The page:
I like the idea of another care package from Sweden, though the most important component would be whisky.

      According to SwedishFood.com: Ribbestek probably originated in Skåne, in southern Sweden, but it is now popular across the whole country. It gets its name because the crackling looks a bit like ett ribbstaket (a rib, or slatted, fence). Ribbestek is popular in Sweden for Sunday lunch, in which case it is often served with rödkål (sweet and sour braised red cabbage) and hasselbackpotatis (hasselback potatoes). See https://www.swedishfood.com/swedish-food-recipes-main-courses/358-pork-roasted.

      I appreciate your challenge for me to expand into other Scandinavian cuisines (I did make Norwegian smorbrod once), and curiously enough Danish pork is common in supermarkets here, but I’d be even more lost without a native for guidance.

      In addition to the spicy bulgogi sauce, use the Yeondu and sesame oil!

      1. I’m looking forward to sending another one then. There are actually quite a few more whisky distillers here nowadays besides Mackmyra. Let’s continue thinking whatever else you might need.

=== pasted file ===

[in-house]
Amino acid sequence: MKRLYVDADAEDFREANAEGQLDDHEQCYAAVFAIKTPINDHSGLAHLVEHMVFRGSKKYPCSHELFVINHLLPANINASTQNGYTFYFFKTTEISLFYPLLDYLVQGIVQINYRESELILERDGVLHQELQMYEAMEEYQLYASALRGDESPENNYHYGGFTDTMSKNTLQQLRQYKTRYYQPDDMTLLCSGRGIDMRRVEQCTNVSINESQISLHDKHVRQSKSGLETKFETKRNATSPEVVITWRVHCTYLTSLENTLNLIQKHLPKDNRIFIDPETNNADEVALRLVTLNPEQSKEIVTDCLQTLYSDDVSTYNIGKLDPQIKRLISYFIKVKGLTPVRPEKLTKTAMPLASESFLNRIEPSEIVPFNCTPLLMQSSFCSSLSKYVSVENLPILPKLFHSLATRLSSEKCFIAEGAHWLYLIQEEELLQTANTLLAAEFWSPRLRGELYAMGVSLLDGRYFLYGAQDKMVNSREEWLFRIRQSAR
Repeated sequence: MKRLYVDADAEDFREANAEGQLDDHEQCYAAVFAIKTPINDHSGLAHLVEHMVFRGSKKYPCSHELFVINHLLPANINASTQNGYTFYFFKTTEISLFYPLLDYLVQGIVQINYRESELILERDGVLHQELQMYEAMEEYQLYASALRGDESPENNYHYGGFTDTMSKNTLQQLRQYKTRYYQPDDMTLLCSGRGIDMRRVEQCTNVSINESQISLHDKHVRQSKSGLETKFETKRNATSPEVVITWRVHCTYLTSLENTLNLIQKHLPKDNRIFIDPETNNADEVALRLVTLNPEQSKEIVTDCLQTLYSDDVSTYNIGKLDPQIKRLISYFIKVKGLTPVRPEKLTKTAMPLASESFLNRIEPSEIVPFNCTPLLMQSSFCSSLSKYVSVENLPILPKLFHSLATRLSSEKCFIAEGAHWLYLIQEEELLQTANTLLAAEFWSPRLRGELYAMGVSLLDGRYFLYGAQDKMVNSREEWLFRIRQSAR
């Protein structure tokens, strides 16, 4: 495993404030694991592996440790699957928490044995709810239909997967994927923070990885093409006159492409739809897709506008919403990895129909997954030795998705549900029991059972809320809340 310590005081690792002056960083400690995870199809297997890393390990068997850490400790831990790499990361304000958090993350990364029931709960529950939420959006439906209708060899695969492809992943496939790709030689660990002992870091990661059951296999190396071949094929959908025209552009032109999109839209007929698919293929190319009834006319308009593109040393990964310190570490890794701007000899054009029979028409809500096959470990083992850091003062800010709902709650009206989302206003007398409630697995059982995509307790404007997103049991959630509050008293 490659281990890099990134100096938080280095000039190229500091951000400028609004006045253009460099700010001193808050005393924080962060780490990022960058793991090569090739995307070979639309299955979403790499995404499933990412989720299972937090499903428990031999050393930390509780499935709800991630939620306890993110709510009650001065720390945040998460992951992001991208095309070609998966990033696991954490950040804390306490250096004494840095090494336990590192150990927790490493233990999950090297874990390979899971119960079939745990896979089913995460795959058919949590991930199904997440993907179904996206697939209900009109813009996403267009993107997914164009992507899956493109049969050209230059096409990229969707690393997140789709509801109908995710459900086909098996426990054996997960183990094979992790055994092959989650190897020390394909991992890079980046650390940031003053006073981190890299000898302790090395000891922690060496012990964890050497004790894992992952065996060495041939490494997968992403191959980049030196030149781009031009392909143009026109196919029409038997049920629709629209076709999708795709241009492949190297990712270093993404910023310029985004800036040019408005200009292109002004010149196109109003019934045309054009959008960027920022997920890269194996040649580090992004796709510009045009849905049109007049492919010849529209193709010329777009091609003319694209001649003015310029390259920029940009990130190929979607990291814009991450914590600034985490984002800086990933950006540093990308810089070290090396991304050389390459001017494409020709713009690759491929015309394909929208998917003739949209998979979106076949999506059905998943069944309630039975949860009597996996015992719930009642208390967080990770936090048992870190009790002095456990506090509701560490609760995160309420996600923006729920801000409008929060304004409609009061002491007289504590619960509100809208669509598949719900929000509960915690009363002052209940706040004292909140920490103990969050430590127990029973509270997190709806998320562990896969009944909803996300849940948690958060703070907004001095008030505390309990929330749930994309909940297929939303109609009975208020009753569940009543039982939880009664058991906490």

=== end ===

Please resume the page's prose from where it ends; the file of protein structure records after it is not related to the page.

I’m aware of the tradition of sunday steak, but I have never heard of that specific term. My ignorance of the dialect and culture of Skåne is probably at fault again.

        As far as I’m aware, pork (as well as beer) are actually two of the top export goods from Denmark. Curious that it would be exported all the way to Asia though..

        I actually cooked the 제육 earlier this week, though I had some “challenges” (which I will elaborate on when I send you the e-mail with the photos). Thanks for the tips of using the yeondu and the sesame oil for the batch cooked using the sauce base. I will divide the remainer of that batch in two parts and let one part marinate some more with yeondu as well as sesame oil, and then fry both again…

  2. i’m not an expert on jeyuk bokkeum, but i’m wondering if the sauce base would scorch during the cooking if used as a marinade?

    1. I realize now that I might have confused/equated 양념 with “marinade”. Looking at Naver, I see that it’s actually translated to “seasoning”.. I don’t see how that would make a difference regarding scorching though…

Leave a Reply